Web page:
The February 2016 issue of The Union Voice, AFT-Wisconsin's newsletter, is now available. This issue focuses on actions our members are taking across Wisconsin to protect high-quality public education, effective public services, and clean government in Wisconsin. You can read individual articles below, or download the entire issue as a PDF file. If you would like to suggest a story for a future issue of The Union Voice, please contact AFT-Wisconsin Communications Director Aaron Bibb.
Public school support staff perform work that keeps their schools running, work that is essential to the educational mission of Wisconsin’s public school system. Unfortunately, this work is too often undervalued by school district administrations, who frequently ignore pressing issues that make it hard to recruit and retain the best school staff. So, after five years of pay freezes, reduced take-home pay, and declining benefits, members of AFT local 4018, the Eau Claire Schools Classified Staff Federation, decided they’d had enough, and made plans to take their issues directly to the school board. (Read more)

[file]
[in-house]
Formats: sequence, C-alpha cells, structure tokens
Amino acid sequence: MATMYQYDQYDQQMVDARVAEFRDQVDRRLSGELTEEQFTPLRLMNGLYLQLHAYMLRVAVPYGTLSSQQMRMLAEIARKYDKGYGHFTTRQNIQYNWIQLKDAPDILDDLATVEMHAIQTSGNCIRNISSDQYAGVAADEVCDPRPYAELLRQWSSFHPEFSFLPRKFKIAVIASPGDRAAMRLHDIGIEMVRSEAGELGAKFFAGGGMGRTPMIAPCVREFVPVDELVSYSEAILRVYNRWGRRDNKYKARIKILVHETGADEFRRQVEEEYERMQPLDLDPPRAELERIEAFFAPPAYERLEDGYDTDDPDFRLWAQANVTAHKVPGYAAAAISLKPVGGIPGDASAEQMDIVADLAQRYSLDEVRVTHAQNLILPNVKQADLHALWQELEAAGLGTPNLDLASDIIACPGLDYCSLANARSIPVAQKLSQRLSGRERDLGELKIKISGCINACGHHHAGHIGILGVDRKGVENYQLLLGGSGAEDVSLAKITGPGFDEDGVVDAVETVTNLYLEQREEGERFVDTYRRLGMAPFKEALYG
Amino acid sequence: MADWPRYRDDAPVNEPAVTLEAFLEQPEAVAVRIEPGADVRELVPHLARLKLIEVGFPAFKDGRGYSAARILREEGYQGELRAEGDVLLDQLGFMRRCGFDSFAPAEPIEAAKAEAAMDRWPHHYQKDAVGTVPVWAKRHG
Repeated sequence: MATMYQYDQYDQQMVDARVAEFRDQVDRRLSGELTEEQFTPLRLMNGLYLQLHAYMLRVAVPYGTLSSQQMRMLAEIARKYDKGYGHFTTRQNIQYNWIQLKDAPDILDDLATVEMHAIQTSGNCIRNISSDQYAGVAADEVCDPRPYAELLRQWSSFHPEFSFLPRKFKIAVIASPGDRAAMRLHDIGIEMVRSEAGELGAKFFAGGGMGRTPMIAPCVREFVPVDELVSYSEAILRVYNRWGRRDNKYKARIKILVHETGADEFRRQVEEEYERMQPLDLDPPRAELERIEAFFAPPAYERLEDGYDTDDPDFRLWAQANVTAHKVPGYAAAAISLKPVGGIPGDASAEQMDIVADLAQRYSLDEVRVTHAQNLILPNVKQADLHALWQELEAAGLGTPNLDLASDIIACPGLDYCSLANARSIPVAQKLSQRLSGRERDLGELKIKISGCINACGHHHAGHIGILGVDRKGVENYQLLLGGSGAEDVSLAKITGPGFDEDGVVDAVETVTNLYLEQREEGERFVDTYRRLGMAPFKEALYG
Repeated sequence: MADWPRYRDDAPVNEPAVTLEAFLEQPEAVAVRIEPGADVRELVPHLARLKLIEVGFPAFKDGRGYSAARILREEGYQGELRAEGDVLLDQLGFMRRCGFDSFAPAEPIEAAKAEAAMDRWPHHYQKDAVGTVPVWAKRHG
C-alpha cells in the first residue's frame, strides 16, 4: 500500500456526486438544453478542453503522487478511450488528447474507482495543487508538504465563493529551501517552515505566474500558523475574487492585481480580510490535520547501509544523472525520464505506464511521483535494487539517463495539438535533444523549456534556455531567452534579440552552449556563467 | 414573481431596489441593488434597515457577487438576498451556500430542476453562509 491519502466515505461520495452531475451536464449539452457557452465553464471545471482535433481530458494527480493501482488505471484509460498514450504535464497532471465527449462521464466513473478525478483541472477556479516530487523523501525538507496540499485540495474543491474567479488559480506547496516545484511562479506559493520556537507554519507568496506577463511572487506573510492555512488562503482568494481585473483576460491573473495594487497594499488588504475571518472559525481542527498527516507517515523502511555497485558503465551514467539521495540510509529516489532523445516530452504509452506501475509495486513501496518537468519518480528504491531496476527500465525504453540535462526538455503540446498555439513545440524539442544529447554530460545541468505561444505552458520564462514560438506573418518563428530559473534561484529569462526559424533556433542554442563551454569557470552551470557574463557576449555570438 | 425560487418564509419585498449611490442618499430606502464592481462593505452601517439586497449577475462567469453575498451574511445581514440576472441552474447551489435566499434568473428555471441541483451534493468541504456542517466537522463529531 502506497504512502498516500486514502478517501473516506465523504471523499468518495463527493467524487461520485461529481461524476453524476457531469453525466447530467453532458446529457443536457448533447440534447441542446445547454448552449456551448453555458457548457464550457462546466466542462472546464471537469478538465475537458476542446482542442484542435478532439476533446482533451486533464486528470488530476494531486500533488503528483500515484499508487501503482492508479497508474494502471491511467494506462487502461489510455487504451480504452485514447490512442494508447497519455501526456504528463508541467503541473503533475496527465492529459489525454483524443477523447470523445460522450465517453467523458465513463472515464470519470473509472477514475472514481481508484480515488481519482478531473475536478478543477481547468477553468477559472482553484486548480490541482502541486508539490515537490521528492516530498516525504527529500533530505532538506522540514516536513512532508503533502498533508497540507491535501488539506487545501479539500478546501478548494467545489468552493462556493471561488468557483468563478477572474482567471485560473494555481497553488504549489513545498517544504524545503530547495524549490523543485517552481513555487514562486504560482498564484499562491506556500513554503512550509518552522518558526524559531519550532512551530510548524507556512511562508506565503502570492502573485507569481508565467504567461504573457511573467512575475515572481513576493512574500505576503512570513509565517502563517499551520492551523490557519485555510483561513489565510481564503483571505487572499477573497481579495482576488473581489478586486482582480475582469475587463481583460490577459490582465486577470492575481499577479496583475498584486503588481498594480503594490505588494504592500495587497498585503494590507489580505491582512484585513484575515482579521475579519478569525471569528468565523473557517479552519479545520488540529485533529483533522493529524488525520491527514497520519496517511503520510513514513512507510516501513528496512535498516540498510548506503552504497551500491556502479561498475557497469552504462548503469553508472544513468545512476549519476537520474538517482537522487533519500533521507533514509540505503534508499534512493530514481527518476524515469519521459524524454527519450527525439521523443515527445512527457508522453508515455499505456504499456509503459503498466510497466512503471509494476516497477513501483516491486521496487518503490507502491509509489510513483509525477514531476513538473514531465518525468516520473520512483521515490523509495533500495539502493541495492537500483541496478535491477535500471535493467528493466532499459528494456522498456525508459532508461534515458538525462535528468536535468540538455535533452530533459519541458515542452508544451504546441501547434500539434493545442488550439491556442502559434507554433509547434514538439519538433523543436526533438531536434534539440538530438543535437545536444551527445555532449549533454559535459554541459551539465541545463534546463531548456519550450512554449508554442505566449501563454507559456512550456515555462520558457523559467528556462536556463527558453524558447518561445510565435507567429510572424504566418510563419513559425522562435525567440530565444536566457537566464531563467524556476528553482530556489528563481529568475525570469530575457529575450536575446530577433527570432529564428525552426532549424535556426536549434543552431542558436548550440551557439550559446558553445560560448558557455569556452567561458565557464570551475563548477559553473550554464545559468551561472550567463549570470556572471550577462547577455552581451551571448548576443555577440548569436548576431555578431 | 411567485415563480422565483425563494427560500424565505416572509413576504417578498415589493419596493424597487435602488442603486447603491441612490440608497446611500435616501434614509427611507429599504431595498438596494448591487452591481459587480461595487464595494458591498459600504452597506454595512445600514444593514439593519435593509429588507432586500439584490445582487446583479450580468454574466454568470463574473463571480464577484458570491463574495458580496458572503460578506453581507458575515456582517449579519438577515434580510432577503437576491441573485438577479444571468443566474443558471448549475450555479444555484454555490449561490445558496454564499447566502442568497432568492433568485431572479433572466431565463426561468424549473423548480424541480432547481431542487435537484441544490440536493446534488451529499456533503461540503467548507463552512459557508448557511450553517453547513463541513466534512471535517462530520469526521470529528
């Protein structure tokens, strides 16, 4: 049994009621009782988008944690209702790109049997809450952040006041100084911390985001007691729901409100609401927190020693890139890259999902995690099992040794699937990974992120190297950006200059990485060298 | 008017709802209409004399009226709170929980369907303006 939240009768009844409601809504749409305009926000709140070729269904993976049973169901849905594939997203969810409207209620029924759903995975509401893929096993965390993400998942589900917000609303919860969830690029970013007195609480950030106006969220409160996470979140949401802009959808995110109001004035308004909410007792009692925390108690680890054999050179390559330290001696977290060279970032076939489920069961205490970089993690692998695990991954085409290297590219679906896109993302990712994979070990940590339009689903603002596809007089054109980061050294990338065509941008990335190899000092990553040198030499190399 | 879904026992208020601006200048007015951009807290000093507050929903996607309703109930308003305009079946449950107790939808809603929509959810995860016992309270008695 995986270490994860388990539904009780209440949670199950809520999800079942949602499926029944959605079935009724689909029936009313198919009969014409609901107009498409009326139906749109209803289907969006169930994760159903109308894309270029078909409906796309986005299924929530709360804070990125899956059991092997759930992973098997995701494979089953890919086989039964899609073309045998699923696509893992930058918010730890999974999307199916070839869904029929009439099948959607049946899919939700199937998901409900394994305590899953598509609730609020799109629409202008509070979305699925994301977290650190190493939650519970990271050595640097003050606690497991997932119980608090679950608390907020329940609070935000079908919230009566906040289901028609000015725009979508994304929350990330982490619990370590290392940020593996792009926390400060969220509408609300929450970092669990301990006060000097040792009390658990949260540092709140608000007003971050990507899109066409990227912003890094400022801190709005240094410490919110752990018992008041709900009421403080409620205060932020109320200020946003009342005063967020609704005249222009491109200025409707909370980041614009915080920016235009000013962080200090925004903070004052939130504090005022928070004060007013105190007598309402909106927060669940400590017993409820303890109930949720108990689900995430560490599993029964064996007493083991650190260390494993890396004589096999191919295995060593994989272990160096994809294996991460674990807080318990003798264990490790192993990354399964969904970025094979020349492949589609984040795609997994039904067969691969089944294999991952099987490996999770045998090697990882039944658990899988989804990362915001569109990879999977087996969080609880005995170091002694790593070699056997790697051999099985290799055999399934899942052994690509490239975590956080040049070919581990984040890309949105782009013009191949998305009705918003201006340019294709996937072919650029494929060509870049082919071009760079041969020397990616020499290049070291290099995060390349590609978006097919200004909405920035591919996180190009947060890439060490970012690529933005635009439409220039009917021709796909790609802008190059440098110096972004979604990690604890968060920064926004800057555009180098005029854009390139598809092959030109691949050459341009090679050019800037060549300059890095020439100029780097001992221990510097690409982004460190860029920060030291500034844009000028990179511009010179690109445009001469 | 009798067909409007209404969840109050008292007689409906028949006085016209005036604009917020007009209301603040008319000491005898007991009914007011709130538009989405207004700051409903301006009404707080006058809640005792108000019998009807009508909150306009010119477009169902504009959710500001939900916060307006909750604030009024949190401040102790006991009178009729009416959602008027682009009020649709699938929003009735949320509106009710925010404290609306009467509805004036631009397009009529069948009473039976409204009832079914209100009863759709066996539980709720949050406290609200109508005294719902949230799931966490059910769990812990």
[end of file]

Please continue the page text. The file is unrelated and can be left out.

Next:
When Wisconsin Republicans introduced legislation to remove key components of the civil service system, members of AFT-Wisconsin state employee unions quickly mobilized alongside other supporters of clean government, forming the Wisconsin Coalition to Save Civil Service. Alongside their AFSCME union sisters and brothers, AFT-Wisconsin activists organized building meetings to spread the word about the importance of civil service to clean government and effective state agencies. (Read more)
The first version of the employee handbook for the Ashland school district was created with extensive input from members of the Ashland Federation of Teachers (AFT local 1275) and the Ashland Federation of Paraprofessionals (AFT local 4232), with representatives of each union sitting on a handbook committee with the administration. However, the following year, union members were surprised to see substantial changes made without any opportunity for employee input. Members of both locals met to discuss the issue, and decided to organize their coworkers and take the issue to the next district school board meeting, where they would petition the board to re-form the handbook committee as a permanent working group. (Read more)